LEWISTON — Before Tom Caron was a NESN sports broadcaster covering the Boston Red Sox and Bruins, he was a local student.

“I was you,” Caron said to 720 Lewiston Middle School students Thursday. “I was in Lewiston, Maine, the youngest of five kids. My dad never went to college. We didn’t have a lot of money. I didn’t have any more advantage than any other kid had.”

If there was a time machine and they could see him in middle school, “I was just another kid,” he said.

But Caron had parents, teachers, coaches and mentors who helped him. He accepted their help.

Caron was this year’s Steps To Real-Life Transitions speaker, an initiative funded by Peter Geiger and the Lewiston Education Fund. Each year, a successful Lewiston High School graduate is invited to speak to middle school students. Caron graduated from Lewiston High School in 1982.

Today, he wears a World Series championship ring, spends summer afternoons analyzing games in Fenway Park and talks to David Ortiz and Dustin Pedroia. He has a viewing public of about 4 million homes.

It won’t be long before they’re in high school, Caron said to the students. How they do in school will make a difference in where they go to college and what they do afterward.

“Make the right choices,” Caron told students. “If you follow your passion and find something you love to do, you will never have to work a day in your life. By that, I mean when you go to your job, it’s not work.”

When he was in high school, he realized he wasn’t going to be the next LeBron James or Patrick Kane.

“I’m 5 foot nothing,” Caron said.

He found a way to take something he loved — sports — and make it a career.

He started thinking about being a sports writer or broadcaster. In high school, he worked on the school newspaper. At St. Michael’s College in Vermont, he majored in journalism and got involved in the newspaper and radio station on campus, which led to a television station internship.

“I’ve been working in television ever since I got out of college,” Caron said.

He told students they could find careers in something they love. If they love music, maybe they won’t be superstars, “but think about how many jobs and careers are around the people singing: producers, lighting people, recording people, other musicians.”

All kinds of jobs exist for people who love animals, cooking, computers, science and math.

“Find a way to make a living out of it,” he said.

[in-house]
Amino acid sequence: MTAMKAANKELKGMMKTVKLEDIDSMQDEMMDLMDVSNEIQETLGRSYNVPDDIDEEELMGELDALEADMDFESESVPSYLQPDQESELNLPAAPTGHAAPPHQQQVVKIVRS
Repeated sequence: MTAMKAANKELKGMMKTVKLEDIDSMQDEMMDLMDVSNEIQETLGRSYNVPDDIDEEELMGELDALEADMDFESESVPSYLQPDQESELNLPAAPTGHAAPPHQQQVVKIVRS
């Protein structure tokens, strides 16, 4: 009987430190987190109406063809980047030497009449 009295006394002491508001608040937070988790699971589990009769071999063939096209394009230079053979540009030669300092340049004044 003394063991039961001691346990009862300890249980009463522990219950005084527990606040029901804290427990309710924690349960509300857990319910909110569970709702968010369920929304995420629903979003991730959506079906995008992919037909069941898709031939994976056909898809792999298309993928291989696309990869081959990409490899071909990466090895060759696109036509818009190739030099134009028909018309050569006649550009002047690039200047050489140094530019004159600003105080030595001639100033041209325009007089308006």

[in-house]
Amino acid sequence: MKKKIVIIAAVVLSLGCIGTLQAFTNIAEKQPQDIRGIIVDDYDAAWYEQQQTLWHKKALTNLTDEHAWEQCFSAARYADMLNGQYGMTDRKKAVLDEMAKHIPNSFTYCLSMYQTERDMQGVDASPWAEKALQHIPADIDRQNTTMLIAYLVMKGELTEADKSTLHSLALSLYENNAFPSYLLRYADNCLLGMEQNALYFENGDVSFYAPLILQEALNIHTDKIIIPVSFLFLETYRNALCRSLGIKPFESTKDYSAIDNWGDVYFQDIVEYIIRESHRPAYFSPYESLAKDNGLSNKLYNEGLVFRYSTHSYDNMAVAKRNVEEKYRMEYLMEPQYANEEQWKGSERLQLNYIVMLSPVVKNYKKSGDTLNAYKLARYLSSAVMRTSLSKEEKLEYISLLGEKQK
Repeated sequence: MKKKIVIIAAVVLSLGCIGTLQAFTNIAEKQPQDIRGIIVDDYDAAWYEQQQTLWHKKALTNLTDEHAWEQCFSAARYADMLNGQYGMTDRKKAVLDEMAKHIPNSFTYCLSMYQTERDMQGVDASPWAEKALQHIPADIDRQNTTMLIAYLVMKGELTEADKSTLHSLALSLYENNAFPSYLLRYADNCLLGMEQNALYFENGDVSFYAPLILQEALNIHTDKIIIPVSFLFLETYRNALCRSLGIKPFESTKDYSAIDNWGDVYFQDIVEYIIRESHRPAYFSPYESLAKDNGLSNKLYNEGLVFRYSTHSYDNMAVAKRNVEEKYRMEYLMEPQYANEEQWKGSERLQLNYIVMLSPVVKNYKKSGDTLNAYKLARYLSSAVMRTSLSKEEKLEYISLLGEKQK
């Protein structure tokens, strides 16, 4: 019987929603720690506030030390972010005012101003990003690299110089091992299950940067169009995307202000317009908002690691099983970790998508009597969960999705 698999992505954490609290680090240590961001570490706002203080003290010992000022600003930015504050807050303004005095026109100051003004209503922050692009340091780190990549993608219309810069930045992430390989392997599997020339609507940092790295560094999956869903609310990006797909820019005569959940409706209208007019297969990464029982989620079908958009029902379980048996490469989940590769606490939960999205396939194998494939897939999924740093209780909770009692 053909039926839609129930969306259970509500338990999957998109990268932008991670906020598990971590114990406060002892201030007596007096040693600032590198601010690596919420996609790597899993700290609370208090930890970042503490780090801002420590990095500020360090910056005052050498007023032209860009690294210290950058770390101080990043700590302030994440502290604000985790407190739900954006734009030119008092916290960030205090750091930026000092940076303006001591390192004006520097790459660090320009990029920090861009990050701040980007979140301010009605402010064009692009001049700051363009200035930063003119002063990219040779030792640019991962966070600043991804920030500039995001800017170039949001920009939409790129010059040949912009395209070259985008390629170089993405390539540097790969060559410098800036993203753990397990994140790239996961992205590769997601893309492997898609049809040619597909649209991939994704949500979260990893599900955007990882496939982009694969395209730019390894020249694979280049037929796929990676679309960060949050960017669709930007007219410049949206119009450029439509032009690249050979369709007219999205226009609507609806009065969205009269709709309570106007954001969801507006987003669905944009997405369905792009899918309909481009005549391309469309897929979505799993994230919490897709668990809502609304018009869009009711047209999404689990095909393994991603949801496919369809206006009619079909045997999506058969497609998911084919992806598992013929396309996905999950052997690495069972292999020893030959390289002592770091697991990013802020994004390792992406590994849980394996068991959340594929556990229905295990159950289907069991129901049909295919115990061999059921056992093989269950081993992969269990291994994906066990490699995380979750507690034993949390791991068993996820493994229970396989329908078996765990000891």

Caron encouraged the students to find mentors they trust when they get to high school — teachers or coaches — and to seek help when they have trouble, questions, concerns.

“There are amazing resources all around you,” he said.

He urged students to every now and then put down their phones for 30 minutes and talk to someone or walk the dog, without taking the phone along.

“Be in the moment a little more often,” he said.

Putting down the phone will allow students to better focus on what they’re doing — homework or real conversations. They’ll do better and get more out of it, he said.

In the question-and-answer portion of the talk, student Evan Williams said Caron has to know his sports, but how much math and reading does he need?

“Can I tell you guys a secret?” Caron said. “I hated math! I wasn’t any good at it. I struggled at it. I knew I was going to be a big league star, so why did I need math?”

But as a sports broadcaster, he said he uses math every day to figure out earned run averages, batting averages, power play percentages.

“I’m not bad in math anymore, but I wish I’d worked a little harder in math when I was your age,” he said.

There’s no subject they won’t need, Caron coached. “It all matters in the end. You’re going to use it all.”

Having a good vocabulary will help them in whatever they do, he said.

“When you put down that phone for 30 minutes, try to do some writing,” he said to students’ groans and laughter.

Finally, he encouraged students not to be afraid to fail. Being nervous can make them work harder for a test, an interview, a college application.

“Hard work will overcome skill every time,” he said. “Be over prepared in everything you do.”

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